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The New Zealand Railways Magazine, Volume 10, Issue 11 (February 1, 1936)

Von Tempsky and the Rangers

Von Tempsky and the Rangers.

Now comes in that greatly adventurous and romantic figure, Gustavus Ferdinand von Tempsky, of whom so much has been written. He was to be associated with the Forest Rangers longer than Jackson was, for he followed the war-path down on the West Coast with a congenial band of bush-fighters when Jackson was peacefully farming on his military grant won from the Kingite tribes.

In a MS. journal of the period 1863–64, from which I shall make some extracts here, Von Tempsky narrates in his racy way the circumstances under which he came to join the Rangers. He was, of course, a veteran; he had seen much of wild life and frontier fighting in America from the Carribean Sea and Mexico to the Californian gold diggings; he was trained as a soldier in Europe before he crossed the Atlantic. But few New Zealanders were aware of that, when Von Tempsky came to Auckland and took up a claim on the Coromandel goldfields; and Jackson did not know it when he first met the soldier of fortune who presently came to be his subaltern and military adviser in the first corps of Rangers.

“Having seen a good deal of savage warfare (la petite guerre) (von Tempsky said in his M.S.), I was desirous of observing the same in New Zealand. As a preliminary thereto, I took an appointment as official correspondent in the Drury district for the “Southern Cross’ newspaper, and established my headquarters at the Drury Hotel. The headquarters of the 65th and 18th and Artillery were then at the Drury camp; the latter was at this season one sea of mud, in which the damp and dreary tents stood like desolate islands. The Great South Road was in a frightful state, through the heavy traffic to the Queen's Redoubt, and the officers on escort duty generally returned in a sad condition, from mud and rain. Before the cheerful wood fire at the Drury Hotel many such worsted sons of Mars vented anathemas on the country, climate, and the ignominious kind of warfare so far removed from the very pomp and circumstance of war the philosopher rails at but which he would prefer to dripping tents, mud camps and frowsy blue flannel frocks. How far removed even from the worst barracks and barrack fare was the existence of a British officer then in a New Zealand winter campaign!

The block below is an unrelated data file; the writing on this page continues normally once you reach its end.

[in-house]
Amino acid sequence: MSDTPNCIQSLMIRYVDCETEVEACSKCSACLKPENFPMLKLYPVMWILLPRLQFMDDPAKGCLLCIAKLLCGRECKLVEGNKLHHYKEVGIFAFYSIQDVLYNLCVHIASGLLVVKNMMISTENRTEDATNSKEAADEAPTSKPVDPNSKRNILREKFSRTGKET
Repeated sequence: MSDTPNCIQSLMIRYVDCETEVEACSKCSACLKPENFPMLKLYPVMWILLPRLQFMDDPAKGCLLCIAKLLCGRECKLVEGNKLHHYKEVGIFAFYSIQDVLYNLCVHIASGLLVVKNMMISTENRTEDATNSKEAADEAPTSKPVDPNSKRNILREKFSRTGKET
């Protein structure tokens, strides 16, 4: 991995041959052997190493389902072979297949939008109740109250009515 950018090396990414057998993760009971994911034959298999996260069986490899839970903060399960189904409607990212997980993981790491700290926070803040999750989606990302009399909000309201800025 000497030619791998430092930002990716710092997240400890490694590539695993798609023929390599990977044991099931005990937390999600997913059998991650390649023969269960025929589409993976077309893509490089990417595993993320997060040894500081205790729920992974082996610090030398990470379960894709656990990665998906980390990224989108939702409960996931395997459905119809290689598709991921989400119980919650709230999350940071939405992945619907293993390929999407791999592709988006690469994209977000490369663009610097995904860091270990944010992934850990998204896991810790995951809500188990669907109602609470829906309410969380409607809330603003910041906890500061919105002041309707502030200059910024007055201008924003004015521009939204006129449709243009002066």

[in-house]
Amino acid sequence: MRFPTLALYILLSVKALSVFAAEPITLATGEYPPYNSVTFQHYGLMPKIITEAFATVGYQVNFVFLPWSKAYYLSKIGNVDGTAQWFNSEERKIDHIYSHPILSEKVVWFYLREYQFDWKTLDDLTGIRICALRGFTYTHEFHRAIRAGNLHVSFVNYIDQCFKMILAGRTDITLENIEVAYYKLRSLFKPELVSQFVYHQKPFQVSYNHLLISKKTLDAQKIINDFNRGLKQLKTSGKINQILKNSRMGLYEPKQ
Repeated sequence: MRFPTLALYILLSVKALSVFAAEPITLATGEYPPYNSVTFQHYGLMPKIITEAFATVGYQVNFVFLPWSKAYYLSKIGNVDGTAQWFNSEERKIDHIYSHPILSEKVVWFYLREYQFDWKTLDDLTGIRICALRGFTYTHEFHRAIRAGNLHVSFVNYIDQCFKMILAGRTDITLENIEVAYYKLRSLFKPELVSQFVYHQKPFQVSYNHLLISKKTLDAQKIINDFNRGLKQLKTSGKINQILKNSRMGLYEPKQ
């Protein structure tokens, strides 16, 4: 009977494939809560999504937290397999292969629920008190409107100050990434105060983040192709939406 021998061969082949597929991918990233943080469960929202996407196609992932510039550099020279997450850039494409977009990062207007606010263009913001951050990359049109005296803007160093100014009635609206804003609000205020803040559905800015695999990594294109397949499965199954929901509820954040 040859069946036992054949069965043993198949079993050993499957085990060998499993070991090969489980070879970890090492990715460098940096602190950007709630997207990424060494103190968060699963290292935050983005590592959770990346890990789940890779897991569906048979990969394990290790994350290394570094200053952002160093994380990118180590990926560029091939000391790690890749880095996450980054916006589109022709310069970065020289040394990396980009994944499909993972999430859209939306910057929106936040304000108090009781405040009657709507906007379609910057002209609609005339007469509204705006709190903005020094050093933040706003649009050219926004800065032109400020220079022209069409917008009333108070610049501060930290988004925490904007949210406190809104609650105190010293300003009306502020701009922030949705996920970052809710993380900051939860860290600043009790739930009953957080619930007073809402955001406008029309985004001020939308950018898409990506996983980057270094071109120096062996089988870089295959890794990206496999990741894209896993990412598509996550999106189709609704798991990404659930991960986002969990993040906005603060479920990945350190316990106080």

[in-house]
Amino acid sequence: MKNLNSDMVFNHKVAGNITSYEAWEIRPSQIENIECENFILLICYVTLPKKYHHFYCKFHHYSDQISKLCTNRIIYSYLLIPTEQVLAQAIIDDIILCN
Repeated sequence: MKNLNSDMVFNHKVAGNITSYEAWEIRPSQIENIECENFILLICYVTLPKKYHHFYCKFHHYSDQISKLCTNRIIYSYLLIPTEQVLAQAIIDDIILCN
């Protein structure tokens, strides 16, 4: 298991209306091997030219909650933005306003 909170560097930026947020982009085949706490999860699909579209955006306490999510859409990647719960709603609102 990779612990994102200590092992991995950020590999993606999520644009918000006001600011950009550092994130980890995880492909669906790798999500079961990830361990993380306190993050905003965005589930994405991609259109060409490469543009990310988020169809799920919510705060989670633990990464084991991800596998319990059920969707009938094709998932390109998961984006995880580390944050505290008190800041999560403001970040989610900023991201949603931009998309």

“On my rides to the Wairoa Redoubt, where Major Lyon (formerly of the Guards and 92nd Foot) an acquaintance of mine, commanded, I had often passed the headquarters of the Forest Rangers; these were established at a solitary inn by the roadside called the ‘Travellers’ Rest [between Papakura and Wairoa, now Clevedon township]. When all other settlers had abandoned their homes, the proprietor of this place remained, strengthened and loopholed his home, and carried on his business, so he was a popular man with the military and all others who had to pass that way. This innkeeper, Mr. Smith, had been a sailor and a gold-digger, and a sturdy cheery character he was. There one day I received a formal invitation from Lieut. Jackson to accompany him
Major G. F. von Tempsky, of the Forest Rangers.(Drawing by the late James McDonald, after a photograph about 1866.)

Major G. F. von Tempsky, of the Forest Rangers.(Drawing by the late James McDonald, after a photograph about 1866.)

on a three days' expedition into the ranges. I jumped at the offer and promised timely attendance. I rode in the afternoon of the day previous to the appointment to Smith's to sleep there, as the expedition was to start at an early hour. Lieut. Jackson, Ensign Hay (son of Mr. Hay, the settler near Papakura) and myself passed the evening in brilliant anticipation of our coming exploits, and to the whole an almost pathetic tone was given by the subdued presence of Mrs. Jackson, who was spending this last evening before a perilous expedition in the company of her husband.